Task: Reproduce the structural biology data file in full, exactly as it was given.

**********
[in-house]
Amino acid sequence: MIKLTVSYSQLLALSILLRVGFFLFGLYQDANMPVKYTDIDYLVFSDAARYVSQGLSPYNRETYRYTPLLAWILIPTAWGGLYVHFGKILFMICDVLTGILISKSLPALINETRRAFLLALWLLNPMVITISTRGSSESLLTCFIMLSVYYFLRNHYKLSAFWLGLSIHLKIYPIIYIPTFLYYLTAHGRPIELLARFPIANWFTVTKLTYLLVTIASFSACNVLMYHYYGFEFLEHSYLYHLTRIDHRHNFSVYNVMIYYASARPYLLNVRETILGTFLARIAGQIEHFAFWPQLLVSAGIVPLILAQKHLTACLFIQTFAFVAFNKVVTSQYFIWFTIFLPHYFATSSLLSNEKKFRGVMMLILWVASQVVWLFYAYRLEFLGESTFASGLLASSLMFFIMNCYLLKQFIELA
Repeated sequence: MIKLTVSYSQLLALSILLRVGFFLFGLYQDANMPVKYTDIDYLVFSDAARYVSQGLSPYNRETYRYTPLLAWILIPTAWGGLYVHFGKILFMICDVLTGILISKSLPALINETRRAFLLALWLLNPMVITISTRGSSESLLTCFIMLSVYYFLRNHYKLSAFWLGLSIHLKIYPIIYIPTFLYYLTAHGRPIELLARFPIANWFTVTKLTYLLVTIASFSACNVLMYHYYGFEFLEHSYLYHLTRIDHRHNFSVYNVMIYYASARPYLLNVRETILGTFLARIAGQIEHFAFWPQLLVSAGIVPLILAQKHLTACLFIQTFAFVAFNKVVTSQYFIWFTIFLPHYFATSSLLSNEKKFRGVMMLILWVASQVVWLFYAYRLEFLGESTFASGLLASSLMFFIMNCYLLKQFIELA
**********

[in-house]
Amino acid sequence: MIKLTVSYSQLLALSILLRVGFFLFGLYQDANMPVKYTDIDYLVFSDAARYVSQGLSPYNRETYRYTPLLAWILIPTAWGGLYVHFGKILFMICDVLTGILISKSLPALINETRRAFLLALWLLNPMVITISTRGSSESLLTCFIMLSVYYFLRNHYKLSAFWLGLSIHLKIYPIIYIPTFLYYLTAHGRPIELLARFPIANWFTVTKLTYLLVTIASFSACNVLMYHYYGFEFLEHSYLYHLTRIDHRHNFSVYNVMIYYASARPYLLNVRETILGTFLARIAGQIEHFAFWPQLLVSAGIVPLILAQKHLTACLFIQTFAFVAFNKVVTSQYFIWFTIFLPHYFATSSLLSNEKKFRGVMMLILWVASQVVWLFYAYRLEFLGESTFASGLLASSLMFFIMNCYLLKQFIELA
Repeated sequence: MIKLTVSYSQLLALSILLRVGFFLFGLYQDANMPVKYTDIDYLVFSDAARYVSQGLSPYNRETYRYTPLLAWILIPTAWGGLYVHFGKILFMICDVLTGILISKSLPALINETRRAFLLALWLLNPMVITISTRGSSESLLTCFIMLSVYYFLRNHYKLSAFWLGLSIHLKIYPIIYIPTFLYYLTAHGRPIELLARFPIANWFTVTKLTYLLVTIASFSACNVLMYHYYGFEFLEHSYLYHLTRIDHRHNFSVYNVMIYYASARPYLLNVRETILGTFLARIAGQIEHFAFWPQLLVSAGIVPLILAQKHLTACLFIQTFAFVAFNKVVTSQYFIWFTIFLPHYFATSSLLSNEKKFRGVMMLILWVASQVVWLFYAYRLEFLGESTFASGLLASSLMFFIMNCYLLKQFIELA